If you’re off on holiday this summer, news of Goldtrail going bust will set alarm bells ringing. So what should you do if your tour operator goes bust? Which? Holiday’s Rochelle Turner answers your questions.
1. I thought that Goldtrail was ATOL bonded – shouldn’t people get their money back from the Civil Aviation Authority (CAA)?
Many of Goldtrail’s holidays were sold as charter flight-only sales, to which hotels, car hire and other holiday elements were then added. This meant the whole holiday was not considered as a ‘package’ for the purposes of ATOL bonding. So generally, only the charter flight is ATOL protected, not the additional elements.
If you’re affected by Goldtrail going bust and are overseas already, the CAA will arrange your flights home, but you may have to pay for your accommodation again and then claim it back from insurance or credit cards when you return. If you’re yet to travel you should set about cancelling your accommodation and other holiday elements, unless you can get another flight to your destination.
2. How can I make sure I don’t end up stranded if the company I use goes bust?
When you’re booking your holiday, ask your travel agent or tour operator how much of the holiday, if any, is ATOL bonded. If you book online, send an email to customer services or call their helpline.
If it’s not all protected, or you’re not buying through an agent or operator who will guarantee the protection of your money, you can look at getting special insurance to protect as much as possible. For example, you could get cover against scheduled airline failure (SAFI) or for end user supplier failure (such as if your hotel were to go bust). Many good insurance companies will either offer this as standard, or as an additional extra, but you should always check when booking. You can purchase stand alone SAFI from ProtectMyHoliday.com.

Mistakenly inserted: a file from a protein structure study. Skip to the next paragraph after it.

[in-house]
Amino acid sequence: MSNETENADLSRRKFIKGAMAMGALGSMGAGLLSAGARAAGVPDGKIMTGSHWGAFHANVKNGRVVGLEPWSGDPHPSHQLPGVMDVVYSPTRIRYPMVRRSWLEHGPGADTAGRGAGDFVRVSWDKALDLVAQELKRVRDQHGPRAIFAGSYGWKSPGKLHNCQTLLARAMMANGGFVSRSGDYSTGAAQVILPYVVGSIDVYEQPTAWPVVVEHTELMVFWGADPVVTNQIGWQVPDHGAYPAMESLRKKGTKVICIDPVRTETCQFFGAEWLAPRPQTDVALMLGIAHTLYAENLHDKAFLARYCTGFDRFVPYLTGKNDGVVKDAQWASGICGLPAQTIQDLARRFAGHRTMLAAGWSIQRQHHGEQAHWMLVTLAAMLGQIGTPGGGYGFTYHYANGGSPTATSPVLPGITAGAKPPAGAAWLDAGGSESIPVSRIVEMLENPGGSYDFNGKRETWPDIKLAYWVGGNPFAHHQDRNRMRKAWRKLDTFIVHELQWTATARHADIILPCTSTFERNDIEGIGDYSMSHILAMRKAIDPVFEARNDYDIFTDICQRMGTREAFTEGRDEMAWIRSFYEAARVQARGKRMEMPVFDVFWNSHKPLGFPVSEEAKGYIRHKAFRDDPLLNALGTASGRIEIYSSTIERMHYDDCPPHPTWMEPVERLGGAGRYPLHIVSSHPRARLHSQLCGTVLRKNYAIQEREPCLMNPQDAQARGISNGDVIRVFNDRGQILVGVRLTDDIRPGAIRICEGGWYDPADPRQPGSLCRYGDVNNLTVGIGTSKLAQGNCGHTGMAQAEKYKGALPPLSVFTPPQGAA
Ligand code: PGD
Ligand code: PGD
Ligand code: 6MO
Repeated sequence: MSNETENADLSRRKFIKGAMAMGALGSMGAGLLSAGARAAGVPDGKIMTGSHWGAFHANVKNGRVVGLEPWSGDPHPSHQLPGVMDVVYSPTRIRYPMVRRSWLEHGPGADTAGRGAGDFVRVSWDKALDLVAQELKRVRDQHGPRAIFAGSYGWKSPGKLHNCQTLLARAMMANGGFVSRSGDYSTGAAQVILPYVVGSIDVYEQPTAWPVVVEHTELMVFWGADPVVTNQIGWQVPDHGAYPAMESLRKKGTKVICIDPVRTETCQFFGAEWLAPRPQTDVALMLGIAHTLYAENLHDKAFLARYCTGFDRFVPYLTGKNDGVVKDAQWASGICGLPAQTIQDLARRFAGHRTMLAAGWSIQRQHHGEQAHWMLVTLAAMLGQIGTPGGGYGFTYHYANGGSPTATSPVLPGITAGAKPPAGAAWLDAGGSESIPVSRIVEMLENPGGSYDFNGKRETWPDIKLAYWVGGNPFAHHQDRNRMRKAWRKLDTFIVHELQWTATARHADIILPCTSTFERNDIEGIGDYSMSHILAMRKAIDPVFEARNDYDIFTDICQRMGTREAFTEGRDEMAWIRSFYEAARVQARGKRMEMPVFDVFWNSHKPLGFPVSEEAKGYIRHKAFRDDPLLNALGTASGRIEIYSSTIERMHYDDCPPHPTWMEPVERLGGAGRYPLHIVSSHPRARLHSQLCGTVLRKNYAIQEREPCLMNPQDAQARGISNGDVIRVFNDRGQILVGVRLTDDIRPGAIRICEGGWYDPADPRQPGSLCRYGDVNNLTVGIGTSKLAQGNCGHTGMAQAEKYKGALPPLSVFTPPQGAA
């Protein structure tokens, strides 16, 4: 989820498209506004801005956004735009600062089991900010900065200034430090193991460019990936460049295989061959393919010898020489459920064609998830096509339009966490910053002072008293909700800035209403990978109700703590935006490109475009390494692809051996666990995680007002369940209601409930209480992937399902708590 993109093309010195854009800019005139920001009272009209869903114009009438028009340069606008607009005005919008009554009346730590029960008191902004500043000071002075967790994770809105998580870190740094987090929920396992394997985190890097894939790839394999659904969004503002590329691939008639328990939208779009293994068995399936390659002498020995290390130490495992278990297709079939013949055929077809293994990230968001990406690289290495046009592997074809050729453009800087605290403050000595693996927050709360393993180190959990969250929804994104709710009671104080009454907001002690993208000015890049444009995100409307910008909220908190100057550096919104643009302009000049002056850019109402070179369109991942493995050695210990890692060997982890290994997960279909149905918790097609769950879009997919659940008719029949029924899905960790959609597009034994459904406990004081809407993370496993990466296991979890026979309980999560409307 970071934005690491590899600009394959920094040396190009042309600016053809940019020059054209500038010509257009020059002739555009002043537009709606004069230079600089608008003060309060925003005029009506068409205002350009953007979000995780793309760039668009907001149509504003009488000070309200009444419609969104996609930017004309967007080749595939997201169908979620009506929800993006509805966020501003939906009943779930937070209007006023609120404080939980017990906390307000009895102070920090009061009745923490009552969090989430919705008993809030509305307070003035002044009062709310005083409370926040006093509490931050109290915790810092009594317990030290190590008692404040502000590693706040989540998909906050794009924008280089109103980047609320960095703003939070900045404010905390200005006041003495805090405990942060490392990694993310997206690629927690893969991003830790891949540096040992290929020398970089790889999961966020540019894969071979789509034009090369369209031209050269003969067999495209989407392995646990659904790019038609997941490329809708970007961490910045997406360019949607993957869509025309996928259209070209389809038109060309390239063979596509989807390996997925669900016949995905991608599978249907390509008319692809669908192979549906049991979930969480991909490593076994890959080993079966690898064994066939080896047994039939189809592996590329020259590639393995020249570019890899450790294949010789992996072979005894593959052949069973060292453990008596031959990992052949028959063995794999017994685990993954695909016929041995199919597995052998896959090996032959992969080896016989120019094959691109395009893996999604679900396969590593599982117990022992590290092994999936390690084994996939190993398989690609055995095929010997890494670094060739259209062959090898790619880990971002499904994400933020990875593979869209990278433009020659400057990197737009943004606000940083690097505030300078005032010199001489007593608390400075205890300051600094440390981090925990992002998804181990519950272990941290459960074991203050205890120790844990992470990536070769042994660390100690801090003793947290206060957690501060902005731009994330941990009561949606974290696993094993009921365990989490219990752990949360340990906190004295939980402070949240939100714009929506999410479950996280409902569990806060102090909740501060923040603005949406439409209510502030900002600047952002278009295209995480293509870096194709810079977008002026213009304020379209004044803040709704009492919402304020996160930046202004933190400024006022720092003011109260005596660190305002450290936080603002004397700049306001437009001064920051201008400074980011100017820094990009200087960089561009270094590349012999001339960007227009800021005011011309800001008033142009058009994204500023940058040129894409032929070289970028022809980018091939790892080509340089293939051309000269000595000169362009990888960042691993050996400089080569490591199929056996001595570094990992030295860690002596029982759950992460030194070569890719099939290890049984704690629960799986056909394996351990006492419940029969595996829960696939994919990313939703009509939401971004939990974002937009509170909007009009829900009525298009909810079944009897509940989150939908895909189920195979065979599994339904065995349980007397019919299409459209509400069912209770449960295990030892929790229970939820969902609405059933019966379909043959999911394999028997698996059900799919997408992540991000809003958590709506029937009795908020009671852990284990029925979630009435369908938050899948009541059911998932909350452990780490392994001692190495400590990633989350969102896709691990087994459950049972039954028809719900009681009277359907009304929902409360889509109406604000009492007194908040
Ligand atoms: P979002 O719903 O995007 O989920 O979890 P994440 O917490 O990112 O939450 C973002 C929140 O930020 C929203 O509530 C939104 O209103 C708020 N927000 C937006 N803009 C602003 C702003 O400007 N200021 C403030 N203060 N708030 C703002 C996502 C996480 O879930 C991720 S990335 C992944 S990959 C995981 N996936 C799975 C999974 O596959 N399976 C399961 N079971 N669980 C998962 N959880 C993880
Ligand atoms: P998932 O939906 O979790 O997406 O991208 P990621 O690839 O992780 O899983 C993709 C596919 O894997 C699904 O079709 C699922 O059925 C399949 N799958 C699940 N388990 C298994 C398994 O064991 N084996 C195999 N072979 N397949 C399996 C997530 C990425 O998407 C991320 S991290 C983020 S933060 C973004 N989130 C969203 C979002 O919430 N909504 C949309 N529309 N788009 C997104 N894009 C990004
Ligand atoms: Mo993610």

3. What if I don’t buy a holiday involving a flight?
At the moment, ATOL just covers flights. If your holiday doesn’t involve a flight, there are other bonding schemes that may protect you. A ferry or cruise company, for example, is likely to be bonded by the Passenger Shipping Association (PSA). The PSA would protect your deposit if the company failed before you were due to travel. If you had booked a ferry package, then the PSA would also ensure that you were repatriated.
4. What about if I paid on my credit card?
If you paid between £100 and £30,000 for your holiday on your credit card, and incur further expenses as a result of being inconvenienced or stranded abroad, you can also lodge a claim for losses with your credit card provider. This is law under Section 75 of the Consumer Credit Act.
If your claim is for less than £100 or you paid with your debit or prepaid card provider, you can lodge a claim with the provider under the Chargeback process. Make sure you keep your receipts as they will be required if you make a claim.
5. It’s all too confusing. Protected, not protected, part protected… What is being done to sort out this mess?
It is confusing, but moves are being made to improve the current situation. The government recognises that we buy fewer packages now than when the ATOL programme was first established. It also knows the majority of overseas holidays are not protected at all nowadays.
Consultations have begun to reform ATOL so that all flights sold together with another essential holiday element are included in the scheme. Further consultation will take place this autumn with the aim to change legislation in late 2011 or early 2012.
Although these moves won’t help holidaymakers this year they could hopefully ensure our trips abroad are better protected in the near future.